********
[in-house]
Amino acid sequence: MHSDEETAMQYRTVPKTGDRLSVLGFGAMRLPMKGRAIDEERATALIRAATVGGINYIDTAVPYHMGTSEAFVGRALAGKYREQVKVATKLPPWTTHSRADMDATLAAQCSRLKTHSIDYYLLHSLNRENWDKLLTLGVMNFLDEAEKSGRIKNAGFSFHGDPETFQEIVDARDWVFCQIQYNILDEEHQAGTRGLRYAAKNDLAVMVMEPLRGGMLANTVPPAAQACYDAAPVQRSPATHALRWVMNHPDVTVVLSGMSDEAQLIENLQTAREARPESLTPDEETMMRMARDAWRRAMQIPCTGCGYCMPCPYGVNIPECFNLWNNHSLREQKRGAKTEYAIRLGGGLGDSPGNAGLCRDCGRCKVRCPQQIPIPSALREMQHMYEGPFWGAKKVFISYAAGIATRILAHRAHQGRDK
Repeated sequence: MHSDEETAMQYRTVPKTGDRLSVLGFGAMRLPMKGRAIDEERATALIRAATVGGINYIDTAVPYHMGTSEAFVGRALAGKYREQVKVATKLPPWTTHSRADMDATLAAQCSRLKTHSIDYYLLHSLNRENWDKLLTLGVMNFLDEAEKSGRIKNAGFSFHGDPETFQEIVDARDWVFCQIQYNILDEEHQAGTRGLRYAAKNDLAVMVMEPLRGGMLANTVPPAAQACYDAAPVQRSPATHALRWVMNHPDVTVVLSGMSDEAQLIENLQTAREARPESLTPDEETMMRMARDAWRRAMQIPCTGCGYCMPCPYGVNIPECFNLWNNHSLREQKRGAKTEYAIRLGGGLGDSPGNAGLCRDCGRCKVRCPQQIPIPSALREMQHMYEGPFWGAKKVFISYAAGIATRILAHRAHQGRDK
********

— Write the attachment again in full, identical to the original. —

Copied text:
[in-house]
Amino acid sequence: MHSDEETAMQYRTVPKTGDRLSVLGFGAMRLPMKGRAIDEERATALIRAATVGGINYIDTAVPYHMGTSEAFVGRALAGKYREQVKVATKLPPWTTHSRADMDATLAAQCSRLKTHSIDYYLLHSLNRENWDKLLTLGVMNFLDEAEKSGRIKNAGFSFHGDPETFQEIVDARDWVFCQIQYNILDEEHQAGTRGLRYAAKNDLAVMVMEPLRGGMLANTVPPAAQACYDAAPVQRSPATHALRWVMNHPDVTVVLSGMSDEAQLIENLQTAREARPESLTPDEETMMRMARDAWRRAMQIPCTGCGYCMPCPYGVNIPECFNLWNNHSLREQKRGAKTEYAIRLGGGLGDSPGNAGLCRDCGRCKVRCPQQIPIPSALREMQHMYEGPFWGAKKVFISYAAGIATRILAHRAHQGRDK
Repeated sequence: MHSDEETAMQYRTVPKTGDRLSVLGFGAMRLPMKGRAIDEERATALIRAATVGGINYIDTAVPYHMGTSEAFVGRALAGKYREQVKVATKLPPWTTHSRADMDATLAAQCSRLKTHSIDYYLLHSLNRENWDKLLTLGVMNFLDEAEKSGRIKNAGFSFHGDPETFQEIVDARDWVFCQIQYNILDEEHQAGTRGLRYAAKNDLAVMVMEPLRGGMLANTVPPAAQACYDAAPVQRSPATHALRWVMNHPDVTVVLSGMSDEAQLIENLQTAREARPESLTPDEETMMRMARDAWRRAMQIPCTGCGYCMPCPYGVNIPECFNLWNNHSLREQKRGAKTEYAIRLGGGLGDSPGNAGLCRDCGRCKVRCPQQIPIPSALREMQHMYEGPFWGAKKVFISYAAGIATRILAHRAHQGRDK